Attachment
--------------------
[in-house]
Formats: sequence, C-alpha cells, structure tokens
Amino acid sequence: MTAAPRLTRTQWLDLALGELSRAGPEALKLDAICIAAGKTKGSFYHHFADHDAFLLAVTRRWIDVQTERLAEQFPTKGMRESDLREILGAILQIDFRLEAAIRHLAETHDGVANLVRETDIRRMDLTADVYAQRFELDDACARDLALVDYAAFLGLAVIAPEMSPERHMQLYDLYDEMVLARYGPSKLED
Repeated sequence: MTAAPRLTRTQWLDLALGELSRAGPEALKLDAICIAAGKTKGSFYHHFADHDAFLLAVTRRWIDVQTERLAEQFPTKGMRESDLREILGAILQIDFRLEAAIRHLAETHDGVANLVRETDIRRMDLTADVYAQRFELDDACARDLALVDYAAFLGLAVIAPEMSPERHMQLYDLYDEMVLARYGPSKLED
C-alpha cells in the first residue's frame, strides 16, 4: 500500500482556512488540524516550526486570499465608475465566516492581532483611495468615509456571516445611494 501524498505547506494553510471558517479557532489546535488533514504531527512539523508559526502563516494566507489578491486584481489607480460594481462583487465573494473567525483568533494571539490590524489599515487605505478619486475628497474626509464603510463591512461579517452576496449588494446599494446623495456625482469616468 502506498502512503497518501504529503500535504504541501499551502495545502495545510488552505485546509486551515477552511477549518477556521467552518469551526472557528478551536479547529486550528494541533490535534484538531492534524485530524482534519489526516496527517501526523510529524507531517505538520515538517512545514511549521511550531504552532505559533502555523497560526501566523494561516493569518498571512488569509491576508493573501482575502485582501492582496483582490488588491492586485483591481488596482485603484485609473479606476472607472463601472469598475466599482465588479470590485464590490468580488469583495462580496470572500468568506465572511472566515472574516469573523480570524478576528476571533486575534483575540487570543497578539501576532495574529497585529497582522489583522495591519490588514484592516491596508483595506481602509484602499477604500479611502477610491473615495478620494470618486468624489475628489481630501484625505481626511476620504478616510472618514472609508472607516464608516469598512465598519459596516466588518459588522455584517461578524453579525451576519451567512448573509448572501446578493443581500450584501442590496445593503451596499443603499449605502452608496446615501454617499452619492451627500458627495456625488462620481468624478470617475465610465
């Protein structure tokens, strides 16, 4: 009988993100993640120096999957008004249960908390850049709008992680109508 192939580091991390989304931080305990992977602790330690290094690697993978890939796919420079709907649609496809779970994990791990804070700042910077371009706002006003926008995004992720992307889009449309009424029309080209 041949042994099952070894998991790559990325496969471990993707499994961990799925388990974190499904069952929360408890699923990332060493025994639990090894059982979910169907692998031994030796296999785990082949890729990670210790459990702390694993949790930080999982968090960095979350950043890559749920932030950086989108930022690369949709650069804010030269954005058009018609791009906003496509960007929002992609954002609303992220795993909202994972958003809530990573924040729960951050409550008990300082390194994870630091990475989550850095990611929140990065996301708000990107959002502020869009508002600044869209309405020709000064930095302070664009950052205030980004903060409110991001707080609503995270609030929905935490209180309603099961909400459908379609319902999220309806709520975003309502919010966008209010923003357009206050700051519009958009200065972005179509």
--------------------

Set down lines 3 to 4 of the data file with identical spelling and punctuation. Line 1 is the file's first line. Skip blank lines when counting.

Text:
Amino acid sequence: MTAAPRLTRTQWLDLALGELSRAGPEALKLDAICIAAGKTKGSFYHHFADHDAFLLAVTRRWIDVQTERLAEQFPTKGMRESDLREILGAILQIDFRLEAAIRHLAETHDGVANLVRETDIRRMDLTADVYAQRFELDDACARDLALVDYAAFLGLAVIAPEMSPERHMQLYDLYDEMVLARYGPSKLED
Repeated sequence: MTAAPRLTRTQWLDLALGELSRAGPEALKLDAICIAAGKTKGSFYHHFADHDAFLLAVTRRWIDVQTERLAEQFPTKGMRESDLREILGAILQIDFRLEAAIRHLAETHDGVANLVRETDIRRMDLTADVYAQRFELDDACARDLALVDYAAFLGLAVIAPEMSPERHMQLYDLYDEMVLARYGPSKLED